By Brittany Urick ’10
Turkish Prime Minister Recep Tayyip Erdogan presented his vision of a new global order in a Sept. 23 address at Richardson Auditorium. Erdogan carried an air of charisma as he outlined the political, economic, and cultural changes required to construct global solutions to some of the world’s most pressing issues, including wars, the financial crisis, alternative energy sources, climate change, and terrorism.
Erdogan placed special emphasis on the importance of upholding universal norms through the implementation of international law, staking a claim that certain documents, such as the Universal Declaration of Human Rights, are wonderful in theory but ultimately meaningless unless their principles are enforced.
The prime minister, whose remarks were delivered in Turkish and translated for the audience, addressed Turkey’s role within a new global order, highlighting the commitments to institutional reform and modernization that his party, the Justice and Development Party, has made since the turn of the century.
“The constructive and peaceful policies we implement in our region are important not just for us, but are important in serving global peace.”
— Turkish Prime Minister Recep Tayyip Erdogan
Given Turkey’s geographical significance at the juncture of Europe and Asia and between the Christian and Muslim worlds, the republic has an opportunity to become an increasingly influential regional and global power. Its relationship with the United States, which President Obama deemed a model partnership in April, has developed beyond a strategic relationship. Erdogan said that he hopes this powerful synergy continues to grow. “The constructive and peaceful policies we implement in our region are important not just for us, but are important in serving global peace,” he said.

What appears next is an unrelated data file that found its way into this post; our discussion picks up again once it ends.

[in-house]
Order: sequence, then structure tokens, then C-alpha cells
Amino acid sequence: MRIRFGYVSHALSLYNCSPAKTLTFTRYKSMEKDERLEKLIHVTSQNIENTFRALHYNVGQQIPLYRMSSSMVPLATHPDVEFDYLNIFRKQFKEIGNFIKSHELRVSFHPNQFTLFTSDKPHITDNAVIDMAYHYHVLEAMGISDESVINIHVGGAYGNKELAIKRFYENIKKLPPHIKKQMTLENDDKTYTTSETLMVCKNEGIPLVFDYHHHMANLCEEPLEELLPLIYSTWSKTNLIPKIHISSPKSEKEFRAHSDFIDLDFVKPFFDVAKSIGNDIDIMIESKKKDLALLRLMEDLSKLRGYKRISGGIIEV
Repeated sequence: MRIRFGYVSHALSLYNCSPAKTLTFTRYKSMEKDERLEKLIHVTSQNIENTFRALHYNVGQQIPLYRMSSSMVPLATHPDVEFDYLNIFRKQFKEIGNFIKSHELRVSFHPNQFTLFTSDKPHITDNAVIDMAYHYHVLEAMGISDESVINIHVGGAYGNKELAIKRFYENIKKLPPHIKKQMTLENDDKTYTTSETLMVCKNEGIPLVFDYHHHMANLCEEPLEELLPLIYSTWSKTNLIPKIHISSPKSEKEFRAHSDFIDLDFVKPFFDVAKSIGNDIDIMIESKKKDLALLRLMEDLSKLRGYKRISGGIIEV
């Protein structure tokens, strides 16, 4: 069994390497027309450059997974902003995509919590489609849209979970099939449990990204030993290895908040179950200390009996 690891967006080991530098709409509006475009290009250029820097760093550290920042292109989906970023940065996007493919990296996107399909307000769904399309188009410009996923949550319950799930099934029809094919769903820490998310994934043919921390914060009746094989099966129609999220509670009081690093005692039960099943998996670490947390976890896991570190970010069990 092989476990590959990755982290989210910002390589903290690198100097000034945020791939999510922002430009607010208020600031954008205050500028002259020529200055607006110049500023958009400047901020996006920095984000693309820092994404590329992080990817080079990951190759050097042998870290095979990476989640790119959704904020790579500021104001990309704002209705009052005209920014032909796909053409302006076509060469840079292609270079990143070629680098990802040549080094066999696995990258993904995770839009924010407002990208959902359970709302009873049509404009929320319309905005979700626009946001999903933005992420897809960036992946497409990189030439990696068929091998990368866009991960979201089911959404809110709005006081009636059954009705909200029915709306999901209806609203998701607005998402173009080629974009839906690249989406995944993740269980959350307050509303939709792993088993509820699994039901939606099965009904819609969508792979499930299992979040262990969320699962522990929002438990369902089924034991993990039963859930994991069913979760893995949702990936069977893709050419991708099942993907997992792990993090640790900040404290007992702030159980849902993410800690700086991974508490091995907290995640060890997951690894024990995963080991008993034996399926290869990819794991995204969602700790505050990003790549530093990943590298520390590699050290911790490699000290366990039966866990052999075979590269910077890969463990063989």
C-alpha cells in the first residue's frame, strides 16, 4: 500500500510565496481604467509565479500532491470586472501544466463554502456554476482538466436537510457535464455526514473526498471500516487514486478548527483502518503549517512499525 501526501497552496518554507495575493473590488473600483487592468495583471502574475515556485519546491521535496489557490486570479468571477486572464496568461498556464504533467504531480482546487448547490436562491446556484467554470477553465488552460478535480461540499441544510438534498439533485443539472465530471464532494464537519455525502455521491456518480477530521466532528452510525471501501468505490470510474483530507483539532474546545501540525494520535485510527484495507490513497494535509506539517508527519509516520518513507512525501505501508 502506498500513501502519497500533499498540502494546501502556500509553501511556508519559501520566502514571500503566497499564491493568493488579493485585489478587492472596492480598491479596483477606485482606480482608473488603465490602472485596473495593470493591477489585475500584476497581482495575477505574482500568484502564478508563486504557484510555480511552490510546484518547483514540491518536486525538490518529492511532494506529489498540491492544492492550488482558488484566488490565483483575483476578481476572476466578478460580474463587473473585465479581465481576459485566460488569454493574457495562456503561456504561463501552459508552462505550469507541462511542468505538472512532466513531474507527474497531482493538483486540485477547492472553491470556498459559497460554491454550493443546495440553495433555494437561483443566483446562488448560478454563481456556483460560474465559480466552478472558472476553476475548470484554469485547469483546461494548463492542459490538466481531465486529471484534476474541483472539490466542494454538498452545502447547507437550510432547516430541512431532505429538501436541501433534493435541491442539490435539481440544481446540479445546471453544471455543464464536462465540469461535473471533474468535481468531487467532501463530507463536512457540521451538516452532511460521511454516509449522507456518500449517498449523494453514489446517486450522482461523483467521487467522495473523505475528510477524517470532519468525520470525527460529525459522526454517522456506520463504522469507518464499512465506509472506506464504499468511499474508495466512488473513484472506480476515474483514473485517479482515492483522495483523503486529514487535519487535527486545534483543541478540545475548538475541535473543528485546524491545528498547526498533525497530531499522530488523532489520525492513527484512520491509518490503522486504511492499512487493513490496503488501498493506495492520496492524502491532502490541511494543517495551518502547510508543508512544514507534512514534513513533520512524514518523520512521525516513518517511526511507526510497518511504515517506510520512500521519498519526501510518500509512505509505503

Erdogan, a former professional soccer player, was skillful in his delivery, weaving humor and Turkish adages into a speech that gave color to sobering topics. He also spoke about controversial issues in his political and personal life. In 1998, Erdogan received a prison sentence for reading what he described as a poem written by one of the leading poets in Turkey at the time of the foundation of the republic. (The poem was controversial because it related to the secular/Islamic split within Turkey, a topic that has been something of a taboo.) Erdogan encouraged his audience to embrace risk, just as he had in his willingness to sacrifice his freedom in order to disseminate ideas.